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Ideomotor effect: The driving force behind Ouija boards and fake bomb detectors
04-27-2013, 09:25 PM #61
Octo Mother Superior
Posts:41,552 Threads:1,590 Joined:Feb 2011
(04-27-2013, 09:20 PM)JollyRoger Wrote:  
(04-27-2013, 03:37 PM)JayRodney Wrote:  I can actually use dowsing rods to find whatever I'm looking for. A surveyor I used to work with showed me the technique, I was a natural. My grandfather did it as well. I can find buried utilities, water, springs, leylines, metal etc. with pretty decent results.

Sounds like the beginning of a new part time business.

Dowsing is actually used as an accepted tool by such businesses around here. chuckle.gif
Anonymous Kritter Show this Post
04-27-2013, 09:33 PM #62
Anonymous Kritter Incognito
(04-27-2013, 09:21 PM)Anonymous Kritter Wrote:  [Image: I-Sense-Butthurt-75000244666.jpg]

Na this sort of thing happens all the time, it is normal behavior.
04-27-2013, 09:33 PM #63
Accidental Stoner Member
Posts:8,641 Threads:80 Joined:Feb 2011

Weird-ass thread.


Yeah, my uncle (the gods rest his soul) found water
and tracked leylines and all that, with a twig of Salix.

Tried it meself when I was a kid, deep concentration,
slow steps, hours went by

- bloody nothing.

I just ain't psi- nor psychic. cheers.gif

04-28-2013, 12:46 AM #64
Capt kwirk Member
Posts:374 Threads:49 Joined:Apr 2013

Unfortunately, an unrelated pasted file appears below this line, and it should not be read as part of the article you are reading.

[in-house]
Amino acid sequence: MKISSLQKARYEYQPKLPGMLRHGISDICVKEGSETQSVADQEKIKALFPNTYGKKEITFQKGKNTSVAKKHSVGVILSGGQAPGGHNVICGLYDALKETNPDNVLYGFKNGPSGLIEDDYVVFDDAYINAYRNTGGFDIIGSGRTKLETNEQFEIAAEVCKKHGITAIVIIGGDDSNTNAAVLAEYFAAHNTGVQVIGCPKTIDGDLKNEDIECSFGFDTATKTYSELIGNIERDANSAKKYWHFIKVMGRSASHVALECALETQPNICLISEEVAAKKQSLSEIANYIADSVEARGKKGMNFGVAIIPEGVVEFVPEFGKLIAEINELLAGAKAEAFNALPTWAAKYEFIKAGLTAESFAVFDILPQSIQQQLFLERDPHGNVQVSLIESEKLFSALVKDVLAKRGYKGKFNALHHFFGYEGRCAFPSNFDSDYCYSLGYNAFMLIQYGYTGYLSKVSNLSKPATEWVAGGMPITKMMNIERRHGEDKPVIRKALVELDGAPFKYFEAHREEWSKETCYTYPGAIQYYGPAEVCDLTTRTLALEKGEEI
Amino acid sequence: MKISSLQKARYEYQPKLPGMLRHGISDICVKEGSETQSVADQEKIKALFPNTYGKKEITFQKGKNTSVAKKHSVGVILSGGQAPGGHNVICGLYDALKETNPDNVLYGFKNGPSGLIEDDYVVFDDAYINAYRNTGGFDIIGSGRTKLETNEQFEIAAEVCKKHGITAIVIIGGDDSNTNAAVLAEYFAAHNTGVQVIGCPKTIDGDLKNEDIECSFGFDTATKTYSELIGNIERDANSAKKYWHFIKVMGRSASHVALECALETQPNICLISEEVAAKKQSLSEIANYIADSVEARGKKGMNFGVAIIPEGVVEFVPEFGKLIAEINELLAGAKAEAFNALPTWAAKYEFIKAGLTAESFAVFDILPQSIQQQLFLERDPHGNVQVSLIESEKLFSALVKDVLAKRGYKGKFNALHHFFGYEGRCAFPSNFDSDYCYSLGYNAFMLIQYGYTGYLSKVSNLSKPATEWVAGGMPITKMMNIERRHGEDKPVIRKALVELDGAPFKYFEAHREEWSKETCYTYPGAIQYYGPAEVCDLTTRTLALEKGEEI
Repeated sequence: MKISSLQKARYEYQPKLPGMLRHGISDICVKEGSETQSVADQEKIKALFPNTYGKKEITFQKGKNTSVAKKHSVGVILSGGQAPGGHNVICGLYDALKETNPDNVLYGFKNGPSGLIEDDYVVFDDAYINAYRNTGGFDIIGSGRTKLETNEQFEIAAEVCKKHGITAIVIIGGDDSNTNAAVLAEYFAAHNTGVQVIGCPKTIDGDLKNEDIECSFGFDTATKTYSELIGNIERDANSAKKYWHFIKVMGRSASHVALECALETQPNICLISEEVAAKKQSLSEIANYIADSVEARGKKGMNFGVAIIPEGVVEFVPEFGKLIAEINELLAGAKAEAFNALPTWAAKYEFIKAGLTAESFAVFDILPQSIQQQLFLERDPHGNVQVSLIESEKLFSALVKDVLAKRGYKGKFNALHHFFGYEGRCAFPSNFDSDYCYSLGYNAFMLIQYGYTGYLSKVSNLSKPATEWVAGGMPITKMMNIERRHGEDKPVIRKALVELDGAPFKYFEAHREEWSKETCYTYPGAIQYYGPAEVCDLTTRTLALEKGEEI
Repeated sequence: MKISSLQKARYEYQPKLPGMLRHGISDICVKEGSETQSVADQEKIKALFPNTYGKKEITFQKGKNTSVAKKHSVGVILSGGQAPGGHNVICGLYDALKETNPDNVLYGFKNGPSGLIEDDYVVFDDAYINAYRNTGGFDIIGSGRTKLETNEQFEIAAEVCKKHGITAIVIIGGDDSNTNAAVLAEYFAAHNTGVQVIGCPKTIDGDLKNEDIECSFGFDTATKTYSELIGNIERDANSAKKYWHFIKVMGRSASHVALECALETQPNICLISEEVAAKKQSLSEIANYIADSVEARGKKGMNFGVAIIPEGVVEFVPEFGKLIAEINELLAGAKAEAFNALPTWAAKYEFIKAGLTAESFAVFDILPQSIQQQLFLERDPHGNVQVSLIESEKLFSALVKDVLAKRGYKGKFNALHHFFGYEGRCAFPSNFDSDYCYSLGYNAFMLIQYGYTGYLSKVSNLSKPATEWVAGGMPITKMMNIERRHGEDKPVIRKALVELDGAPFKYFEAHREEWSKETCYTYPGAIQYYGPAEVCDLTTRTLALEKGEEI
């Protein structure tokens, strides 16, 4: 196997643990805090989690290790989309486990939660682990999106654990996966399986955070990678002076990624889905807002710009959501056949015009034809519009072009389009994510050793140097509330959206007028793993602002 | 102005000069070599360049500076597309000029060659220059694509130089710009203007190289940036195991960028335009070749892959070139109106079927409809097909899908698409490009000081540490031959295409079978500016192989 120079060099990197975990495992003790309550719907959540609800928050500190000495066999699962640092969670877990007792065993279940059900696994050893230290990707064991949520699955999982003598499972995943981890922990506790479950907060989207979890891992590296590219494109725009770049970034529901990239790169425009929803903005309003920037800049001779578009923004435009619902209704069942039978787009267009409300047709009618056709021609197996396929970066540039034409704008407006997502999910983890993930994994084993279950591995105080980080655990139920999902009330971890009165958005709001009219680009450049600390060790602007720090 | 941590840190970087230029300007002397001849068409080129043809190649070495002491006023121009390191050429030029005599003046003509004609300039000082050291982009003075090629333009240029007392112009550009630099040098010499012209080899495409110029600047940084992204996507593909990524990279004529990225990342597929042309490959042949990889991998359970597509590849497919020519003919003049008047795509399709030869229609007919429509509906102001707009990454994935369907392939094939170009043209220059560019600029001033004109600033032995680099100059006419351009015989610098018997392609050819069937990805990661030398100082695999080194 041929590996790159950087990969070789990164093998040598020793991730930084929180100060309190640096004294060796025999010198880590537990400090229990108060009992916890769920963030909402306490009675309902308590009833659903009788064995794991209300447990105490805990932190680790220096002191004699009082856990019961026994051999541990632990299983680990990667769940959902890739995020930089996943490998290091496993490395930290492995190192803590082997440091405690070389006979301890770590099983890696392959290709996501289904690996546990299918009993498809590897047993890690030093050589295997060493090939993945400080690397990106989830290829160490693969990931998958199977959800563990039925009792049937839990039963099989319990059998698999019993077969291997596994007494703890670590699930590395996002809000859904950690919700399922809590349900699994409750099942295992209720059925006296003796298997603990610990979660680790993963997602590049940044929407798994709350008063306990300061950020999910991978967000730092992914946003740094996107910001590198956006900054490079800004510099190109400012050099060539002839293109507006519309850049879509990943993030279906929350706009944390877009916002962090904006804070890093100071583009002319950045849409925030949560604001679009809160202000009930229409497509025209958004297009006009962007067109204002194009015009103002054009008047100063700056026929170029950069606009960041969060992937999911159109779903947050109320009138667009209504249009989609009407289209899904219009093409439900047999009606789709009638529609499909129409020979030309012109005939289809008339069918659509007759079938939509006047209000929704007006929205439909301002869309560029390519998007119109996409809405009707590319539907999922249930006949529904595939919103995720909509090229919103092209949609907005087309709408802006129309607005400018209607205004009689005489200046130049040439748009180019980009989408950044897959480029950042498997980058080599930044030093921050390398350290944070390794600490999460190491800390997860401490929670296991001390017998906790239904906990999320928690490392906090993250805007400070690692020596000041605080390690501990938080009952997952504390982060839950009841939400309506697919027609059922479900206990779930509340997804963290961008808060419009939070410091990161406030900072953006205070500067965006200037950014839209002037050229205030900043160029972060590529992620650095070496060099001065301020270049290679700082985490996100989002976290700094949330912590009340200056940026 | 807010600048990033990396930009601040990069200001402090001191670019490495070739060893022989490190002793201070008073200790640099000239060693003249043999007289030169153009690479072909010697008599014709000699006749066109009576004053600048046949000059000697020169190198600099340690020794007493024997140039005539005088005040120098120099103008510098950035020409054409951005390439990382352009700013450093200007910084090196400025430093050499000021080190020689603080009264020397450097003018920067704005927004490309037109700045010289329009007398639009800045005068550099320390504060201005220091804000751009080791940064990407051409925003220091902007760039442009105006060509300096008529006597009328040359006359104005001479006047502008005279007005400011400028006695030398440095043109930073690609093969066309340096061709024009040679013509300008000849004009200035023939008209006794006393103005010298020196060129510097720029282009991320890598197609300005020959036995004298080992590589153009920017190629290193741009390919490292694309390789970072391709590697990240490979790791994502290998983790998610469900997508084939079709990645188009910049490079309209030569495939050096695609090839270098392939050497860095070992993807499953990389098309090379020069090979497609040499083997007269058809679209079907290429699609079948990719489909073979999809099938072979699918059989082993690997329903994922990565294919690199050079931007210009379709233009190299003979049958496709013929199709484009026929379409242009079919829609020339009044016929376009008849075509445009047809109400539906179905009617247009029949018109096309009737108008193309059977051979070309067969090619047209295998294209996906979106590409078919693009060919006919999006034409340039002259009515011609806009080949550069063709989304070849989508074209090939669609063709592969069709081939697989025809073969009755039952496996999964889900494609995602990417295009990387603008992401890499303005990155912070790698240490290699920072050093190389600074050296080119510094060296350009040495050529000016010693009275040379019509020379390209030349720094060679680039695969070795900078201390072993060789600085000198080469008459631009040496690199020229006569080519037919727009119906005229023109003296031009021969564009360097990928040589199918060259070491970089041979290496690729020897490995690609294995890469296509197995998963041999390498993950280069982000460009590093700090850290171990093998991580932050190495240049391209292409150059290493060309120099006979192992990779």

(04-27-2013, 02:56 PM)............... Wrote:  
Quote:[Image: A-Oujia-board-pointing-to-YES-via-Shutte...15x345.jpg]

This week businessman James McCormick was convicted of fraud after making £50m selling fake bomb detectors to security forces in Iraq and many other countries around the world. The detectors were said to work in a similar way to dowsing rods and were claimed to detect explosives up to one kilometre below the ground. Even more incredibly, they could apparently be used to locate drugs, people, elephants – even $100 bills. They didn’t work and, in all probability, hundreds of lives were lost as a result of misplaced trust in the phoney devices.

In February, a similar device was reported to be capable of detecting liver disease in patients sitting several feet away. The claims were endorsed by Dr Gamal Shiha, “one of Egypt’s most respected liver specialists, and one of the device’s developers”. Sceptics were quick to point out that the claims were not based on peer-reviewed research and that there was no plausible mechanism by which such a device could work. As Síle Lane of Sense About Science put it, such miraculous devices offer “hope and nothing more”.

more - http://www.rawstory.com/rs/2013/04/27/id...detectors/
somehow i think if there was an elephant in the ground it wouldn't be hard to find... stupid people buy stupid thing to help the stupid be just that and yeah i know my reply is stupid but hey stupid is as stupid does cheers.gif

it's a gif


04-28-2013, 02:57 PM #65
UniqueStranger Art in my heart
Posts:15,746 Threads:475 Joined:Jun 2012
Quote:In a feature article at the time, she said that the (ouija board) experiment did not examine how nonconscious intelligence could shape decision-making, movements, or other forms of behaviour. It simply looked at what was stored in the subjects' memory


Just an interesting tidbit.


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